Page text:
"Hello... We're Wilco. And we're here for the party as well."
Farm Aid was worth every precious penny, even with the astronomical service fee charged by Live Nation. Phosphorescent played to glowing reviews. Lukas Nelson (yes, Willie's son) absolutely blew everyone away with his searing Strat work. Jason Mraz managed mass audience participation in broad daylight. Gretchen, well, she was there for the party. Then there was Wilco.
Yeah, I'm a rabid Wilco fan, so my views are tainted. It was far from the best performance ever; it's hard to get a vibe goin' when you only have time for a few songs. But they definitely played to the St. Louis fans. Jeff actually claimed his local Belleville heritage, even though a bit tongue-in-cheek. (Not much difference than the rest of us.) "Heavy Metal Drummer" is like a polaroid from my, and many in the crowd's, past. And even though he's not a redneck as a gambling song might imply, Tweedy and friends rocked local fave "Casino Queen". "Hoodoo Voodoo" was a fitting ending, considering Woody Guthrie's lifelong crusade for the common man, and who is the backbone of these, if not the family farmer? Perfect choice.
Dave (does he even need a last name any more?) and Tim did their duet thing. Tim always mesmerizing on his D-35, Dave always.... the head of the cult-of-Dave. No one likes Dave Matthews a little. You either don't get him, or you're a follower. Plenty of followers in the house. Many left after his set. Their loss.
John Mellencamp probably had the best set of the evening. It had been years since I'd seen him and he doesn't seem to have changed all that much. High energy, belting it out, Miriam Sturm's amazing fiddle, and that weird song ending air punch thing. The audience sang on all the old songs, especially closer "The Authority Song". It was a crowd that's been with him since this Cougar days, and they love him still.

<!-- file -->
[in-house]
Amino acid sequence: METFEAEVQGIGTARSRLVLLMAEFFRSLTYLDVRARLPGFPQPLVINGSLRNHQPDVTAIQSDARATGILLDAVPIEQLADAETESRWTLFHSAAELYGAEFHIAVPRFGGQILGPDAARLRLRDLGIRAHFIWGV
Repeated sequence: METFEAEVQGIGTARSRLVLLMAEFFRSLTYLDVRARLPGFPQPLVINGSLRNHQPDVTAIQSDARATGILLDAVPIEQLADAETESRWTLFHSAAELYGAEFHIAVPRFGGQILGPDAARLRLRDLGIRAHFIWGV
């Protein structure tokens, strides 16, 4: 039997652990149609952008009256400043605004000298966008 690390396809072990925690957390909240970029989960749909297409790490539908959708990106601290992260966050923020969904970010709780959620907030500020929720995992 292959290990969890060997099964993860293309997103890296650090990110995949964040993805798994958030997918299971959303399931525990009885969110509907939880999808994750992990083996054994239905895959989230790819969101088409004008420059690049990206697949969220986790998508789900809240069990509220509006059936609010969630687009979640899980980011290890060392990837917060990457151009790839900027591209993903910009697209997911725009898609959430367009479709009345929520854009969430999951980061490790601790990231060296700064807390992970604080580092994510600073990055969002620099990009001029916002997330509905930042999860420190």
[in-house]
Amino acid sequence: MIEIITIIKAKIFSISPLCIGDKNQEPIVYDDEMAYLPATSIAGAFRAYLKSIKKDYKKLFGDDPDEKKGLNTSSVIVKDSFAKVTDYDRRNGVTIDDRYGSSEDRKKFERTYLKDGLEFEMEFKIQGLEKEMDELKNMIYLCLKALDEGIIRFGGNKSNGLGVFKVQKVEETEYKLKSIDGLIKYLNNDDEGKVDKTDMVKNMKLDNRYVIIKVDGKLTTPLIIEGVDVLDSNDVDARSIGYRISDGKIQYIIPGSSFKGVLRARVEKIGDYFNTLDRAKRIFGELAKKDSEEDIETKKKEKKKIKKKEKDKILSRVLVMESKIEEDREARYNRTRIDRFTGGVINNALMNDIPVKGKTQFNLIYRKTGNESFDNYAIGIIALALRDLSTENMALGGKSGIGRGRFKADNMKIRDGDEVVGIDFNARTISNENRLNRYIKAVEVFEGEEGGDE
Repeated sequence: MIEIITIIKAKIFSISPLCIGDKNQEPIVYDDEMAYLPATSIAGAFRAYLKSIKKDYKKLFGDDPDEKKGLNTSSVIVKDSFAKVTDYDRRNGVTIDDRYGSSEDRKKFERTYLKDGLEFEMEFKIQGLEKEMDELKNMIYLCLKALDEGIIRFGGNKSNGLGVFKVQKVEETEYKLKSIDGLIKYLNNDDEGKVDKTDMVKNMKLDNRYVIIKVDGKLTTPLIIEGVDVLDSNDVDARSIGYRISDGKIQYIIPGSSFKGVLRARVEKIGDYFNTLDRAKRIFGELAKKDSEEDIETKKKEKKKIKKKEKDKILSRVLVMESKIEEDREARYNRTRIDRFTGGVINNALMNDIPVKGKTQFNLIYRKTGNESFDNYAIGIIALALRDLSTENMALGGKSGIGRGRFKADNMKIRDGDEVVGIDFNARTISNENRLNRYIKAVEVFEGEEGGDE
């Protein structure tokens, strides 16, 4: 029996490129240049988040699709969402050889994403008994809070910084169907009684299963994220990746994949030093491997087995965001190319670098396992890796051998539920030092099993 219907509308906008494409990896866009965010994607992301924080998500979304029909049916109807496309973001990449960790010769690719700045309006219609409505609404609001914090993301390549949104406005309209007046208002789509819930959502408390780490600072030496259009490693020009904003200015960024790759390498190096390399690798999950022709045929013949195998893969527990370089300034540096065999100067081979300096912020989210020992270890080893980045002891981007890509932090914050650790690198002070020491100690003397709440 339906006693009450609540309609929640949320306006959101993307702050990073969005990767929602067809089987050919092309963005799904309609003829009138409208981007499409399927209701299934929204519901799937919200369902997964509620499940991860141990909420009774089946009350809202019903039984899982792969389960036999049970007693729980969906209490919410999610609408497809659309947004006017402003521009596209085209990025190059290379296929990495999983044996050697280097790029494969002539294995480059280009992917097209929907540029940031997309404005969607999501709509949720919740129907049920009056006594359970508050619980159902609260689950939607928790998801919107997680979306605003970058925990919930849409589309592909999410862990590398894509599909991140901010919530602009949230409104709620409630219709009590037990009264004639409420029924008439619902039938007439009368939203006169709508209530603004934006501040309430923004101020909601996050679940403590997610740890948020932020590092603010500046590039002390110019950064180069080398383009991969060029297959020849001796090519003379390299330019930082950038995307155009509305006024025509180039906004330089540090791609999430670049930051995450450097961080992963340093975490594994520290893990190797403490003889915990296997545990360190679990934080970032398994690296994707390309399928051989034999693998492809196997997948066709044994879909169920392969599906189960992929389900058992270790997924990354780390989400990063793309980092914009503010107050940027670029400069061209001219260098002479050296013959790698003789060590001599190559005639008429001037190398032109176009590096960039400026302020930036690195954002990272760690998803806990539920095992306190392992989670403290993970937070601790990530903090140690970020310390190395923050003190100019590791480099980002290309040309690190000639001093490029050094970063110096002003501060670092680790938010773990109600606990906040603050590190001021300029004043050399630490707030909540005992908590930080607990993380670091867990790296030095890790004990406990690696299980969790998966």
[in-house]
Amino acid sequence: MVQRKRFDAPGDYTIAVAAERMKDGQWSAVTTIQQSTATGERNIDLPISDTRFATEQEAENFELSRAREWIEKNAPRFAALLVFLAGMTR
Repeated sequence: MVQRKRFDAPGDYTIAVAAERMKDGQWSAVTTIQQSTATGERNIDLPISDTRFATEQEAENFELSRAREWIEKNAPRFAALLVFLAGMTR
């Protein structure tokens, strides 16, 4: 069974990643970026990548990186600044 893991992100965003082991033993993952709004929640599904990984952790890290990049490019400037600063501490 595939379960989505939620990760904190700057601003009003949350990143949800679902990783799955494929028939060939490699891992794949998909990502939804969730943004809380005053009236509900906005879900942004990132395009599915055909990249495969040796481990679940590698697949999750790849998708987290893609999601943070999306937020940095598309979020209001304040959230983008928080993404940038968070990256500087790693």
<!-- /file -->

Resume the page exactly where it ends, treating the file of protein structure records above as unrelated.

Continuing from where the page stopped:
Uncle Neil was our conscience. He ripped off his Stop Factory Farms shirt (a wardrobe malfunction) to reveal a Go Family Farms one. "We need our farms back!" He shouted. Willie joined him for "Homegrown" and the haze began to rise from the crowd. But as much as Neil Young was the conscience, he was also the beauty. The man has written some of the most simple and gorgeous melodies and heartfelt lyrics in rock history as evidenced by his set ending number, "Comes A Time." More than one tear did fall.
It wouldn't be Farm Aid without the Willie Nelson wrap up. 76 and gliding through those wacky jazz runs and inverted chords like a monster. I stood loose-jawed, staring at the jumbo screen. His face may be craggy, but his eyes are always a-sparkle, his hands move like flowing water, and the hits just keep on coming. It's a patchwork crazy quilt kind of thing, one song begets another and another, bumping into the next in disjointed yet oddly coherent fashion. Not quite a medley, more of a stream of consciousness set, but it's Willie and so it works. By the end of it all, the stage was full of any and everyone "still left" on site for the feel-good gospel & Hank Williams sing-a-long. Sadly, Neil and Hank's D-28 couldn't make the finale. Even so, all in all, and all day long, it was one hell of a show.